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Yvain comments on [Link] An argument for Low-hanging fruit in Medicine - Less Wrong Discussion

11 Post author: Konkvistador 22 February 2012 03:43PM

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Comment author: Yvain 22 February 2012 06:48:45PM *  27 points [-]

Think about it: peptic and duodenal ulcer were fairly common, and so were effective antibiotics, starting in the mid-40s. . Every internist in the world – every surgeon – every GP was accidentally curing ulcers – not just one or twice, but again and again. For decades. Almost none of them noticed it, even though it was happening over and over, right in front of their eyes.

This is unfair. Modern attempts to eradicate h pylori use "triple therapy" of two different antibiotics plus a PPI, taken simultaneously, all for a unusually long period of time (one to two weeks). If you just give a patient a random antibiotic for some other disease, that's not going to produce astounding results: you need the PPI to alter the transport of the antibiotic and prevent it from getting immediately broken down in the acidic environment of the stomach, and you need both antibiotics in case the bacteria develop resistance to one. Although some doctors probably got lucky and eliminated h pylori by chance, it's not like every time anyone took an antibiotic it was curing their stomach ulcers and no one noticed.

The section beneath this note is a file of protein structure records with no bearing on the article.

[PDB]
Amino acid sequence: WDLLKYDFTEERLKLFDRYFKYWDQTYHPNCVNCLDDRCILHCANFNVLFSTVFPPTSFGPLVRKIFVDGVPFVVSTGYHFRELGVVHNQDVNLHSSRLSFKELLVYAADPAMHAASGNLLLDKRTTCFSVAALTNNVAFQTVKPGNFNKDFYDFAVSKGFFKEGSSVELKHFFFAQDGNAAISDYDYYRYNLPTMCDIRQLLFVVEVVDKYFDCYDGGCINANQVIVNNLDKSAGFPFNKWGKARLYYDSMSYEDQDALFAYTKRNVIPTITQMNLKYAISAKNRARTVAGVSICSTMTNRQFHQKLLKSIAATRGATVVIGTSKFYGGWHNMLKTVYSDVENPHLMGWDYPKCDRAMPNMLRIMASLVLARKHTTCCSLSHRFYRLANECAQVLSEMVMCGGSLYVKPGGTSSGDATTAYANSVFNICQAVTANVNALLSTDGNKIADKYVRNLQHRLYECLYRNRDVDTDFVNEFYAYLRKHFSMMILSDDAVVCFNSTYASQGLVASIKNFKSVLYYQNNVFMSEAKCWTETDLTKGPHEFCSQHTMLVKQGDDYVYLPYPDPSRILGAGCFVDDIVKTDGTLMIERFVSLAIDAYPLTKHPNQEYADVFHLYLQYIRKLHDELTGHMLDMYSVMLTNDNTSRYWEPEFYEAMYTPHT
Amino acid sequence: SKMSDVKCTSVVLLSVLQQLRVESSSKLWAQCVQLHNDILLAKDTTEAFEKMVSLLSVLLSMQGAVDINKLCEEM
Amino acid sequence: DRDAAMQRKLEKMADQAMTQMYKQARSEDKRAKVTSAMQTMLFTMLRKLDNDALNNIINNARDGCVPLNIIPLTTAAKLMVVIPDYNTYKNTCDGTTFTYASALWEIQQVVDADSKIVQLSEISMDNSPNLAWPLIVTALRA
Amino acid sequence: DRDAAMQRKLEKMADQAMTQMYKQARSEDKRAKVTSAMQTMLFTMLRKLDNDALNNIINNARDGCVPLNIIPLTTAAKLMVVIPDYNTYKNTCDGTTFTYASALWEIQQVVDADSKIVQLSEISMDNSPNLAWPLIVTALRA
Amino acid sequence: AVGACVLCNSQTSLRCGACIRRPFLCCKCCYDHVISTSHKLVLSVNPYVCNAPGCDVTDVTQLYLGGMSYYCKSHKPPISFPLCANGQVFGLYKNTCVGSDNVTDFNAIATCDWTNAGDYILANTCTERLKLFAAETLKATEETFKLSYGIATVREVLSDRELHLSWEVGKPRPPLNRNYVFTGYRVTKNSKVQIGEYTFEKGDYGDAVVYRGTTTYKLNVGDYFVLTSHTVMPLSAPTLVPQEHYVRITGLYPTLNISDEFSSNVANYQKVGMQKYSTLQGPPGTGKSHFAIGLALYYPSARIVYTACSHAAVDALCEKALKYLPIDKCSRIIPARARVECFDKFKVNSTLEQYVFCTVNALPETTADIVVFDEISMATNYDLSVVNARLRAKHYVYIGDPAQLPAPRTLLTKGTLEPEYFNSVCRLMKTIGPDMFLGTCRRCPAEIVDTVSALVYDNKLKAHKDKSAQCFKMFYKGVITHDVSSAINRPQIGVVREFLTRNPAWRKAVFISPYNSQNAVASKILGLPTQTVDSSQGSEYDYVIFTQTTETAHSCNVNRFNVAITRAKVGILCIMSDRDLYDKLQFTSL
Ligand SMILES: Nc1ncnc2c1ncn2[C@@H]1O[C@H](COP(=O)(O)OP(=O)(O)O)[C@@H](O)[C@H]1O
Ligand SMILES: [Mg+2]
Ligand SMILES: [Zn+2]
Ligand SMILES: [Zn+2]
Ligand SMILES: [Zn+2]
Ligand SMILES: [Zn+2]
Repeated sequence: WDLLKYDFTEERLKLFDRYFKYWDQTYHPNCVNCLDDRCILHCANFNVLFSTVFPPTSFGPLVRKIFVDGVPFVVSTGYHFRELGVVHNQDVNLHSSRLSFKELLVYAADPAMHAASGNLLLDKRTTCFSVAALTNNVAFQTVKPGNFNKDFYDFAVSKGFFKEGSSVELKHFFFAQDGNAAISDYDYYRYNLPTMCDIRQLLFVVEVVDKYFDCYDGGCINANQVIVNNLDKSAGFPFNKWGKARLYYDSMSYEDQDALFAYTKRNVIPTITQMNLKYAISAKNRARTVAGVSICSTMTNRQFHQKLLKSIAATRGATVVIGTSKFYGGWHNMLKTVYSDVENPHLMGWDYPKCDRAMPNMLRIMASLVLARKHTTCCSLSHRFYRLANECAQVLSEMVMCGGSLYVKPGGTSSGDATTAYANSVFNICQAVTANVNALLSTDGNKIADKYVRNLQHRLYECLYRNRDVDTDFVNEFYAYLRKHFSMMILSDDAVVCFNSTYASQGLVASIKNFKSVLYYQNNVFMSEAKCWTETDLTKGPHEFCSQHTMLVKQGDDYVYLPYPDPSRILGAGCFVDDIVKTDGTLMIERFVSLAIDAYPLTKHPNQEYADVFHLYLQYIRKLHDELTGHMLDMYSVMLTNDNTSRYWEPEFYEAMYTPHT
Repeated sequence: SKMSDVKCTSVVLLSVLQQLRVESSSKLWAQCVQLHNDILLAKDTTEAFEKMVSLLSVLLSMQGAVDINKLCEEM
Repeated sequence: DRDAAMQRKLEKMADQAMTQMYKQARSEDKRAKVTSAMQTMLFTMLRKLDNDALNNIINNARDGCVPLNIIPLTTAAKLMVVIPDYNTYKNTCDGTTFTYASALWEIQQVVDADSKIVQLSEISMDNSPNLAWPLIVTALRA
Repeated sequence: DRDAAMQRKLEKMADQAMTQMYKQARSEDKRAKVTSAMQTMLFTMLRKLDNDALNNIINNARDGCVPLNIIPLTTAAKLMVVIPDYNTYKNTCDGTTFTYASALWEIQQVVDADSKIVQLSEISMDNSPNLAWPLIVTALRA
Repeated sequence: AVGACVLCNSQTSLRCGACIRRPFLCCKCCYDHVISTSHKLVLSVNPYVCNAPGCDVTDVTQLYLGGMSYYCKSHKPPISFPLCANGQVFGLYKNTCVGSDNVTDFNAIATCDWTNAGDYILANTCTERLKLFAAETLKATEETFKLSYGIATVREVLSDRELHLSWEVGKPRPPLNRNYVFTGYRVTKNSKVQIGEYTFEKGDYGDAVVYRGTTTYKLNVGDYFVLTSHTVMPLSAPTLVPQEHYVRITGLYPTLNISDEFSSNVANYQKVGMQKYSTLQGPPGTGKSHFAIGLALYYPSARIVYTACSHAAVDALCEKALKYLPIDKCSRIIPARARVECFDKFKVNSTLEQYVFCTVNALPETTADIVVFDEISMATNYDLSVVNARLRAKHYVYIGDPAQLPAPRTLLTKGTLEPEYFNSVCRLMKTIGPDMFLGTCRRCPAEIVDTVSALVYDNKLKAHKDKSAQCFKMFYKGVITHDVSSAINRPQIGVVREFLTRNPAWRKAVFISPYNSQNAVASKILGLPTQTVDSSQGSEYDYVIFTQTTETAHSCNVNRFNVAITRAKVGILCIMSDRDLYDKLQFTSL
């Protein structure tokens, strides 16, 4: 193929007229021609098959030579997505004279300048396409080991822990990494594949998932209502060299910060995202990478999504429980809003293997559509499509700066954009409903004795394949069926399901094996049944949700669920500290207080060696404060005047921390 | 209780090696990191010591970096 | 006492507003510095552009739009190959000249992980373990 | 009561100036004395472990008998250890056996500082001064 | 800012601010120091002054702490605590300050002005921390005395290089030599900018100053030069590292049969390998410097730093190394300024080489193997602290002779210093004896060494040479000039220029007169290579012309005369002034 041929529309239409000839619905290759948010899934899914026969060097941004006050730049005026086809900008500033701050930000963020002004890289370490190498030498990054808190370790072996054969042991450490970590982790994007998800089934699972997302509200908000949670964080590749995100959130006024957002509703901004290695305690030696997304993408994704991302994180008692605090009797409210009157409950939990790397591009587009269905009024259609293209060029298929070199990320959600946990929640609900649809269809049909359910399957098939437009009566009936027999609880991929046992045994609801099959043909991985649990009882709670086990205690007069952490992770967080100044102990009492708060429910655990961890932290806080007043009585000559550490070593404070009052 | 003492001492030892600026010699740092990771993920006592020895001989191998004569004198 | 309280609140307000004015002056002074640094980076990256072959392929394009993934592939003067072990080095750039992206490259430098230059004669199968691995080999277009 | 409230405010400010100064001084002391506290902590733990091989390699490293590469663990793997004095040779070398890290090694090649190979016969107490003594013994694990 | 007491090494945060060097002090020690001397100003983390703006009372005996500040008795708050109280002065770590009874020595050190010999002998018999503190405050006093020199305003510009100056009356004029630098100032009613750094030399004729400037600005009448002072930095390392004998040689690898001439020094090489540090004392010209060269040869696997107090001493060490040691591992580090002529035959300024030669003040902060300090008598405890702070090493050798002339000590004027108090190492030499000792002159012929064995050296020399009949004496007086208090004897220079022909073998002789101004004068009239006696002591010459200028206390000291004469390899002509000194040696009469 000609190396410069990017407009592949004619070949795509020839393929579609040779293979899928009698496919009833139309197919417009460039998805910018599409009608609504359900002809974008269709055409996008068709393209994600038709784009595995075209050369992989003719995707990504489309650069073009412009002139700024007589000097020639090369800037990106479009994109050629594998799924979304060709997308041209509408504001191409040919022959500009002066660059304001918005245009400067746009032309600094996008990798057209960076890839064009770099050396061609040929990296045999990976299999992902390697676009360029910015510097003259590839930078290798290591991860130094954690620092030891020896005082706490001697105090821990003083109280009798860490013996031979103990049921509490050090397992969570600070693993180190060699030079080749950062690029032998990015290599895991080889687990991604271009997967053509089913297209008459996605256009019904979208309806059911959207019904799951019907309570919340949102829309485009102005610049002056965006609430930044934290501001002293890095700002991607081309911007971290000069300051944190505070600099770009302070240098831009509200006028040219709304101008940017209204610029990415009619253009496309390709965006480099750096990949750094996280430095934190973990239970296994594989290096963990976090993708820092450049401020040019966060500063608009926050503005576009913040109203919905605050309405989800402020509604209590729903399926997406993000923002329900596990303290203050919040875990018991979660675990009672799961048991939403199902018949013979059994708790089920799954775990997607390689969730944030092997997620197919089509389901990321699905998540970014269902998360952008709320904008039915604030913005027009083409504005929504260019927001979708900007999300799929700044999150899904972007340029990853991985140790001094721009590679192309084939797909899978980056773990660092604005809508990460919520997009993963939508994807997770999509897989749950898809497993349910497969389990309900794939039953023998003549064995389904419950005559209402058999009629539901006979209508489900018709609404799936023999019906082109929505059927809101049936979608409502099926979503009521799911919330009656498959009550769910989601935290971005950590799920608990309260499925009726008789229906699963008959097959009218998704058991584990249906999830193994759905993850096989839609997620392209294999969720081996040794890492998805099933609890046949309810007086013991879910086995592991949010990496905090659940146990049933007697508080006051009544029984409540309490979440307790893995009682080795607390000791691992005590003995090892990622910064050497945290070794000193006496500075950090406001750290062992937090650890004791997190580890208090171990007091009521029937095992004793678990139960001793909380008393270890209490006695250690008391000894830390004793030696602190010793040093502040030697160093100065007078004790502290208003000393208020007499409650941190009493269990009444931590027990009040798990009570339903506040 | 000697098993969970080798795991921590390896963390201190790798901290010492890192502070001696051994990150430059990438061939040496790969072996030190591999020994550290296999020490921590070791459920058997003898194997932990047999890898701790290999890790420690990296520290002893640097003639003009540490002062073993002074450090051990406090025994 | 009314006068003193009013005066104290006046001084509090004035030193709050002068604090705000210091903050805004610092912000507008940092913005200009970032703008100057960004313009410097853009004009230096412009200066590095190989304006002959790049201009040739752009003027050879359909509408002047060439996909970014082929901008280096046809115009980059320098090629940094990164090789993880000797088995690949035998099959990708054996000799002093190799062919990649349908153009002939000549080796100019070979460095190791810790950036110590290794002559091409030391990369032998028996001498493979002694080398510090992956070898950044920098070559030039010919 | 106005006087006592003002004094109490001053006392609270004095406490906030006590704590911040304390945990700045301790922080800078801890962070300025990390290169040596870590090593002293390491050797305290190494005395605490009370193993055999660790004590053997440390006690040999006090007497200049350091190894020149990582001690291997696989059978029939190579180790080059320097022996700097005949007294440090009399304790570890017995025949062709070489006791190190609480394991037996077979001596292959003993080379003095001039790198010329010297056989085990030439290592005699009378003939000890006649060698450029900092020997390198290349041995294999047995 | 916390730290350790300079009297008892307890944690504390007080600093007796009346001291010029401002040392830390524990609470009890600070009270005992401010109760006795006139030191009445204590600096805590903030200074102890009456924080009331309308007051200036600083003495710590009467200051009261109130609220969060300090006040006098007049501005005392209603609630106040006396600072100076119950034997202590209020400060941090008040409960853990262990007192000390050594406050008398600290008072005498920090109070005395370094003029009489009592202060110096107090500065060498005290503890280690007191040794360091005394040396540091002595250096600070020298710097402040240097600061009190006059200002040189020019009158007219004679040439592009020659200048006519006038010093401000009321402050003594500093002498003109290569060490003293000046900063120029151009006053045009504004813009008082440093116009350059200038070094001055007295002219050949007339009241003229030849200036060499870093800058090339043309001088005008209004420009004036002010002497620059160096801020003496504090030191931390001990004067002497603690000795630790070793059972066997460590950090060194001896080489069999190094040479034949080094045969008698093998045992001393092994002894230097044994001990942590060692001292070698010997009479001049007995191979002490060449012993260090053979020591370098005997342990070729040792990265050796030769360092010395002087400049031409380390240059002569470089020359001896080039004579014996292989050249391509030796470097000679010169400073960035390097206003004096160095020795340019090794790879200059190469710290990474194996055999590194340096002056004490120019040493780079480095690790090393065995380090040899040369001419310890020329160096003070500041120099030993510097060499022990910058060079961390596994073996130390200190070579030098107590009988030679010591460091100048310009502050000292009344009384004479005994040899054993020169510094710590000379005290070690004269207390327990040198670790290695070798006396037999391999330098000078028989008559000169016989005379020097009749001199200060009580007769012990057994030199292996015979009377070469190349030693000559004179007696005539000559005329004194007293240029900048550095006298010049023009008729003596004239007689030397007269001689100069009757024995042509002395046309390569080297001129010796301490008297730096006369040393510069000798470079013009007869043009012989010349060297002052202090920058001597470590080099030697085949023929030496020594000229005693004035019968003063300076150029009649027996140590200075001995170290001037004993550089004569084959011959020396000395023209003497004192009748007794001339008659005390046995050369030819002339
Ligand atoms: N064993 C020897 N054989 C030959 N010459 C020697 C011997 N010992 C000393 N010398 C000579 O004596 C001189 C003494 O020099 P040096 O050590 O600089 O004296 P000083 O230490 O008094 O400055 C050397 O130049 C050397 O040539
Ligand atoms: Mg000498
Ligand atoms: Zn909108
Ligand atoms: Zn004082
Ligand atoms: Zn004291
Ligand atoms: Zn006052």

Why else didn't people catch onto h pylori's role in stomach ulcers quicker? Well, at least 80% of people with h pylori don't have ulcers or any symptoms whatsoever, and 20% of people with ulcers don't have h pylori, so that's going to confuse people. Second, h pylori is hard to stain and very hard to culture, so all you have are these Bigfoot-esque rumors of "I saw this bacterium in the stomach...I think...no, I don't have any to show you." A bunch of studies looked for bacteria in the stomach and find none, because of previously mentioned staining and culturing problems. And whenever people tried treating ulcers with antibiotics - and they did do the studies - they get equivocal results because they weren't using the exact right drug combo to hit h pylori and keep it gone. The first person to successfully culture h pylori was the guy who won the Nobel Prize for discovering it.